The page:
View Full Version : .22 Colt Revolver Problem- Seeking Professional Help

April 22, 2002, 07:40 AM
I have a sick .22LR Colt Diamondback revolver. This is what happened:

Some years ago, I took this revolver to a local gunsmith, and asked him to lighten the trigger pull. When I picked it up, I asked what he'd done to it, and he replied, "Oh, I just had to bend a spring."

When I test-fired it a few days later, I got about 30% misfires. This had never happened before, and the ammo worked 100% of the time in my other guns.

For a variety of reasons, none of them good, I did not return the revolver to the 'smith before he went on to pursue other interests and fell off the face of the earth. The revolver has lain in my vault ever since.

I am now in a position where I have the time, inclination, and funds available to catch up on little things like this, and I'd like to have this revolver repaired. I will not mess with the fire control system myself. I don't have any pistolsmiths within driving distance, and I'd like to get this right once and for all. So, before I mail my Colt away arbitrarily, here are some questions:

Is this likely just a spring problem?
Should this job be within the scope of any decent general gunsmith, or is tuning Colt D-frames rocket science?
What other related problems should I look for before having the gun serviced?

All comments will be appreciated.


April 22, 2002, 07:45 AM
Send it out to a gunsmith if you dont want to do the work. I imagine you could just get a new trigger group or a spring from numrich if you want to do it yourself.

Jim Watson
April 22, 2002, 08:28 AM
The usual quickie "trigger adjustment" on all the old Colt V-spring guns, D & I frames, was to insert a pin through the mainspring and cock the hammer. The leverage of the hammer against the spring braced by the pin would bend the mainspring into what Skeeter Skelton called a "rafter" and reduce its load on the hammer. This was even part of the Colt Custom Shop "Tedford" action job. My CCC Python demands the more sensitive Federal primers.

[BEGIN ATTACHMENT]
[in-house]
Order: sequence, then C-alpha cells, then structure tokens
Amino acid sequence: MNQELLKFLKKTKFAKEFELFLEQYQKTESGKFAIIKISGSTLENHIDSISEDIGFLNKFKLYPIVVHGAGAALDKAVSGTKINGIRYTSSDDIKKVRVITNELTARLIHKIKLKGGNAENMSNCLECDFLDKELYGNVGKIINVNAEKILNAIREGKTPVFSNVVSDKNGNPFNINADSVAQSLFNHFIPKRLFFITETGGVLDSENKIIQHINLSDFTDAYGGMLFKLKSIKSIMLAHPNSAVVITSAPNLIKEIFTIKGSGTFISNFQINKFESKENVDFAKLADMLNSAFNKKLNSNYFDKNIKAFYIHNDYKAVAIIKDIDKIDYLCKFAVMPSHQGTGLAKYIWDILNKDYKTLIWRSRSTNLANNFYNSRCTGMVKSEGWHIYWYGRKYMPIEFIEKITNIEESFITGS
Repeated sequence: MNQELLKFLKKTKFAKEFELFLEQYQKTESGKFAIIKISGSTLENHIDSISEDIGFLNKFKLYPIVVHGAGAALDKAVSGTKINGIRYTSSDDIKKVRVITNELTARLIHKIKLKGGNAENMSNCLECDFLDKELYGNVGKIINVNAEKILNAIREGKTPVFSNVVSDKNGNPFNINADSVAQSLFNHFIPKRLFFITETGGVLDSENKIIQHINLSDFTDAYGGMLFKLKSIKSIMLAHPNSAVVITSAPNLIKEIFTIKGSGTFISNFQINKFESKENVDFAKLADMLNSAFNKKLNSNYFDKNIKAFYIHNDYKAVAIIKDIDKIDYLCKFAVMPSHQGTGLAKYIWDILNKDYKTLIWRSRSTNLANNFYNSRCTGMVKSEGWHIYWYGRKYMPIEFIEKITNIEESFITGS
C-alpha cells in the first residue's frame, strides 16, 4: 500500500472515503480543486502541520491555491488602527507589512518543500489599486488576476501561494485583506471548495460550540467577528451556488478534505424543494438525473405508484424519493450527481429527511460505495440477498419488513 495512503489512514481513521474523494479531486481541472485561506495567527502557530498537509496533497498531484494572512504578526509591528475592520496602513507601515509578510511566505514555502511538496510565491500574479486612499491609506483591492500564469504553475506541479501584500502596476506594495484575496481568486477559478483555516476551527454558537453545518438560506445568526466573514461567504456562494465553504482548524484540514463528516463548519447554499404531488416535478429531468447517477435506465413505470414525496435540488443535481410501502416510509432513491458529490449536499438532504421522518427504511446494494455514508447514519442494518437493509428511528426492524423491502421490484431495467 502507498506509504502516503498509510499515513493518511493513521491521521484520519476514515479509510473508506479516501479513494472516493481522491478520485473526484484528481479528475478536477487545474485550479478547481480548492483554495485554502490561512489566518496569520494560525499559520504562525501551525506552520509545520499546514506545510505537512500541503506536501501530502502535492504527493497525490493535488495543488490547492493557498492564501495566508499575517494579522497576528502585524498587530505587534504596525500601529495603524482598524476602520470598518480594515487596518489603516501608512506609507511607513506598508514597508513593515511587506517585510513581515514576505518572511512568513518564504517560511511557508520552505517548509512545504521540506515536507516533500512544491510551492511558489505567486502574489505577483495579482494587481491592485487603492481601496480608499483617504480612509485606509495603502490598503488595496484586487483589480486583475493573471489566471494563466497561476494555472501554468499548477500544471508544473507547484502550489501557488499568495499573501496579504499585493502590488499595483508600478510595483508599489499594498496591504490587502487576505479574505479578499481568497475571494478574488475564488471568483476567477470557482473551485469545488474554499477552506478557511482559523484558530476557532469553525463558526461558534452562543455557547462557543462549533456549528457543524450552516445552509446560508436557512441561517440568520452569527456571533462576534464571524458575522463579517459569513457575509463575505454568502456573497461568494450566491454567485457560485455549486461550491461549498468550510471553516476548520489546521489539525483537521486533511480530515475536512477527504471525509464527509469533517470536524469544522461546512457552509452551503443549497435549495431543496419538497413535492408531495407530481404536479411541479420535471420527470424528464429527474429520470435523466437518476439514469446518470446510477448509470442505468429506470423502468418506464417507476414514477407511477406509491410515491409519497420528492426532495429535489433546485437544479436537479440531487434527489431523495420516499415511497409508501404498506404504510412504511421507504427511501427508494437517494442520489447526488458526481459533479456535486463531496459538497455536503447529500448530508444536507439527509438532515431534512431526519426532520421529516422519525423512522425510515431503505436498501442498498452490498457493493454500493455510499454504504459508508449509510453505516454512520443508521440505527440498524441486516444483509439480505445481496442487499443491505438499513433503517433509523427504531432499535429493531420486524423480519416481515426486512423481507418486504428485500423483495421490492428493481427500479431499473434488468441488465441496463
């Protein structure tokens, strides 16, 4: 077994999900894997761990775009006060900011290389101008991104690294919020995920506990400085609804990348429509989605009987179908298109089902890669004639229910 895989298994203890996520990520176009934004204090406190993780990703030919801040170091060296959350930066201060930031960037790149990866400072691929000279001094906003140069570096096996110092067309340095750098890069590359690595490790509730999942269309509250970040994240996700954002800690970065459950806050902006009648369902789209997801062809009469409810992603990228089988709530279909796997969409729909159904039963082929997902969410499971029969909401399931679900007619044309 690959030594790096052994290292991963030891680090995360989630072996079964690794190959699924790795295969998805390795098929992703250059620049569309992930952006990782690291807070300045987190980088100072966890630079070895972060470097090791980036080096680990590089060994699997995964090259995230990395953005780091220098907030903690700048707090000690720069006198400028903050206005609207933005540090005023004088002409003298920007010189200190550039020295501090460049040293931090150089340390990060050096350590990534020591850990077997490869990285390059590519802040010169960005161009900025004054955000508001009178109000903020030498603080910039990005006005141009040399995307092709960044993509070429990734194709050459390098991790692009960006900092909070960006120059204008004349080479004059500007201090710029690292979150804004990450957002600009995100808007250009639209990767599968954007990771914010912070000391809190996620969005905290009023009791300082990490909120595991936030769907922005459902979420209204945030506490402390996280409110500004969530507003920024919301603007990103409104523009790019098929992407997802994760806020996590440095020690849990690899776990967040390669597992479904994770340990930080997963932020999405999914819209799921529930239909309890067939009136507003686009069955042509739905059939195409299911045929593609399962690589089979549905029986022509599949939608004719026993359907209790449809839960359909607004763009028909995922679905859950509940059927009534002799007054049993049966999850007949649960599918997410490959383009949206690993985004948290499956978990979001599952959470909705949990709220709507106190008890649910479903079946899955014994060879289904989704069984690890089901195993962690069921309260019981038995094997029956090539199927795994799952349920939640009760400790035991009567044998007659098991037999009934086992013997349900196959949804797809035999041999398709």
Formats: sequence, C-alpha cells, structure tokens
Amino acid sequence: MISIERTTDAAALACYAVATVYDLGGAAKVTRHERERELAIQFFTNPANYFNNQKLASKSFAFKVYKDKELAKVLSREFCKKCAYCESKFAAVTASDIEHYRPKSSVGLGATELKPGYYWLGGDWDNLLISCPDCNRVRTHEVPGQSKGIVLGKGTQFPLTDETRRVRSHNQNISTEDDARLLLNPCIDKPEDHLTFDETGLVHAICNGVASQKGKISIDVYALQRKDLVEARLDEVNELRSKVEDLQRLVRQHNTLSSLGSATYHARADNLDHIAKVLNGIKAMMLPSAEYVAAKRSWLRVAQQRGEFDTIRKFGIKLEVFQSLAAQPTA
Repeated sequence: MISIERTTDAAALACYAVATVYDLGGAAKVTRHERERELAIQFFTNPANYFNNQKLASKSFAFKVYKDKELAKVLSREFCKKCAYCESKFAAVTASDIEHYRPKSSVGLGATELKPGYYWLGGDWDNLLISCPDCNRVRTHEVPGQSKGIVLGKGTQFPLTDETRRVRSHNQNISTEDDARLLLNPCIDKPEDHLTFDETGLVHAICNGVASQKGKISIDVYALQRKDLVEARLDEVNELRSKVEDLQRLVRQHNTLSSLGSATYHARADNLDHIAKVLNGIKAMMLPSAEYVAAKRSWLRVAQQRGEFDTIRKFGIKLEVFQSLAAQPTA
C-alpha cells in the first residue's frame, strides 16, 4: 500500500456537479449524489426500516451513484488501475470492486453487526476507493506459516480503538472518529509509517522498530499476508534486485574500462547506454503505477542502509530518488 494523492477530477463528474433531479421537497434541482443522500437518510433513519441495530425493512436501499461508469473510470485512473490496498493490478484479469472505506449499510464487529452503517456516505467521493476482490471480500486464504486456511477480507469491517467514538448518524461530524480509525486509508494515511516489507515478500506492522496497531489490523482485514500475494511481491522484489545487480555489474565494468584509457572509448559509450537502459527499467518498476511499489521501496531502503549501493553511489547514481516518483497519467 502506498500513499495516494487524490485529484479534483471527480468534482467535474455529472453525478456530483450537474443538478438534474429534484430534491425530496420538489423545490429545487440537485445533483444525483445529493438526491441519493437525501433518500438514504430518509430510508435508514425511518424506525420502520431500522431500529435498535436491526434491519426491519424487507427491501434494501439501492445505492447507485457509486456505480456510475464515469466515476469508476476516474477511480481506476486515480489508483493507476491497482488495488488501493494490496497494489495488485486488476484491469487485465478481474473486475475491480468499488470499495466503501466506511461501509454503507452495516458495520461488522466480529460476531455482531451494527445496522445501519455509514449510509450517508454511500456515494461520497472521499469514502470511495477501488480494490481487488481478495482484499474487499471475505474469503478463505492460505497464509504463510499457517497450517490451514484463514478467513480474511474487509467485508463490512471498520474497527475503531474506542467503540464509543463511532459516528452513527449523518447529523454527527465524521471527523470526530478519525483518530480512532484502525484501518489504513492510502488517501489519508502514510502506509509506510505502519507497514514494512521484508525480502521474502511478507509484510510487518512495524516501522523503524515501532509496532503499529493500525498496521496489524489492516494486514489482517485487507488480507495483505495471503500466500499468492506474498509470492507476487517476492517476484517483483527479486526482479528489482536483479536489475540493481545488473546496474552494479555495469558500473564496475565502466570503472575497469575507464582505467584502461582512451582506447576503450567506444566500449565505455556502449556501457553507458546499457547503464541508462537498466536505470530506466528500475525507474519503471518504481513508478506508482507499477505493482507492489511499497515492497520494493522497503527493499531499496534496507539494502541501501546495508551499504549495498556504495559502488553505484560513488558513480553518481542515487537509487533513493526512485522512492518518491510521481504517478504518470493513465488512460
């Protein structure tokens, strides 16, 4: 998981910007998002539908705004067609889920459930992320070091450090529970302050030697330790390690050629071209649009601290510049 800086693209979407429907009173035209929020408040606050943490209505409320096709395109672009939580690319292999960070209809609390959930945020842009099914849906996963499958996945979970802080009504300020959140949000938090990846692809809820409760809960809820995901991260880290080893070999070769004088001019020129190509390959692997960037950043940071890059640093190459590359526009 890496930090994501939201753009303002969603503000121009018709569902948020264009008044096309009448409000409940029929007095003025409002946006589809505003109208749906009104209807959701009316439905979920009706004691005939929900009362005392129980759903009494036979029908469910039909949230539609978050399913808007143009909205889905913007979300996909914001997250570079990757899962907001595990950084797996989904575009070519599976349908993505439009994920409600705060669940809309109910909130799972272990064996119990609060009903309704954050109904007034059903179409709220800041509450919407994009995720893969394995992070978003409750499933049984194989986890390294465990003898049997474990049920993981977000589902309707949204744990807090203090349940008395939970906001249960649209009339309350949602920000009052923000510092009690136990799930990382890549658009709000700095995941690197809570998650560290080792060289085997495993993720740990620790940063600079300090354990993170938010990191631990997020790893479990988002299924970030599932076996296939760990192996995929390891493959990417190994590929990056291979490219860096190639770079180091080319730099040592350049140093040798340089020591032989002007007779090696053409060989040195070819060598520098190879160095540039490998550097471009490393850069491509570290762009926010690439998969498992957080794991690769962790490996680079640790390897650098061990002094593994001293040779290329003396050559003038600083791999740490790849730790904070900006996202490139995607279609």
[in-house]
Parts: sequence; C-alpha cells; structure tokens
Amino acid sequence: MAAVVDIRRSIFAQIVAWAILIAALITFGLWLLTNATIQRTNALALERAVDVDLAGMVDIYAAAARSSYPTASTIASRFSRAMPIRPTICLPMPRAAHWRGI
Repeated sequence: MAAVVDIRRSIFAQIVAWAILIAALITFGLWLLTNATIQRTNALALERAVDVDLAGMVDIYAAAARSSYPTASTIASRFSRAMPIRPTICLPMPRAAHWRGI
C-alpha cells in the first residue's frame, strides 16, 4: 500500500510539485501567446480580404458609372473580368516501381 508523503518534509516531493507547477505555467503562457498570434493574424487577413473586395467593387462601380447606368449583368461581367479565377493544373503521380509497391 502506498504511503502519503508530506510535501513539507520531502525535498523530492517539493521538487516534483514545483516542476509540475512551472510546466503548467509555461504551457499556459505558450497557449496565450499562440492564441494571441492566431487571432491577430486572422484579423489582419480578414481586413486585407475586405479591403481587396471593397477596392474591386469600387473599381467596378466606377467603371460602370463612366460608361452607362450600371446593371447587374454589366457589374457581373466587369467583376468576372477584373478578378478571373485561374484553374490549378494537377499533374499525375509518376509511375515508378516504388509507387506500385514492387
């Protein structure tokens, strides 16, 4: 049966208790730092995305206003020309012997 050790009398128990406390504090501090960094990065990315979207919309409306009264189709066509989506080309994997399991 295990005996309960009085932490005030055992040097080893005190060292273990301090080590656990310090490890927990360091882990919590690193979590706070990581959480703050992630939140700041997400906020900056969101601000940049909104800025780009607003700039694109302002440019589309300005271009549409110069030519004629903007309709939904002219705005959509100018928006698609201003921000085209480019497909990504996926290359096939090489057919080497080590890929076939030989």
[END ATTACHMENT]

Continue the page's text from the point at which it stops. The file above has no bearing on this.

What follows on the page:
Not a good idea on a .22 because the rimfire is actually a harder primer than a centerfire.

The cure is to replace the mainspring. If you can disassemble and reassemble the gun that is all it will take. Spring from Numrich at

Of course it will go back to its original trigger pull, but at least it will go off. True trigger jobs on V-spring Colts is kind of an art. I don't know anybody to recommend, now. I have that Python and know a lady with a very nice factory custom Detective Special, but Tedford is probably long since retired and I don't know if he trained anybody there to do the work. My local guy who could do that work and the guy Ayoob plugged in Denver are deceased.

April 22, 2002, 08:51 AM
Thank you very much, Mr. Watson.


April 22, 2002, 05:29 PM
tuning colt actions with the leaf springs are rather an art form. however just replacing the spring is rather easy. other than the screwdrivers needed to remove the sideplate, all you need is a pair of needle nosed pliers.

James K
April 22, 2002, 05:38 PM
Once you have the mainspring out, you probably can just bend it back, but it hardly seems worth it for the $10 or so one costs.


April 22, 2002, 05:52 PM
Quote: "Once you have the mainspring out, you probably can just bend it back"

If I do THAT, with my great technical skill and six-pound mallet, I'll end up with the world's first fully automatic .22LR revolver.

No, I think I'll just send a cheque to Numrich and keep my liability insurance affordable. Just glad to hear it's likely only one spring. Thank you all for your comments.


April 22, 2002, 06:08 PM
I'll join the crowd here and go for just replacing the spring. Probably be just fine after that.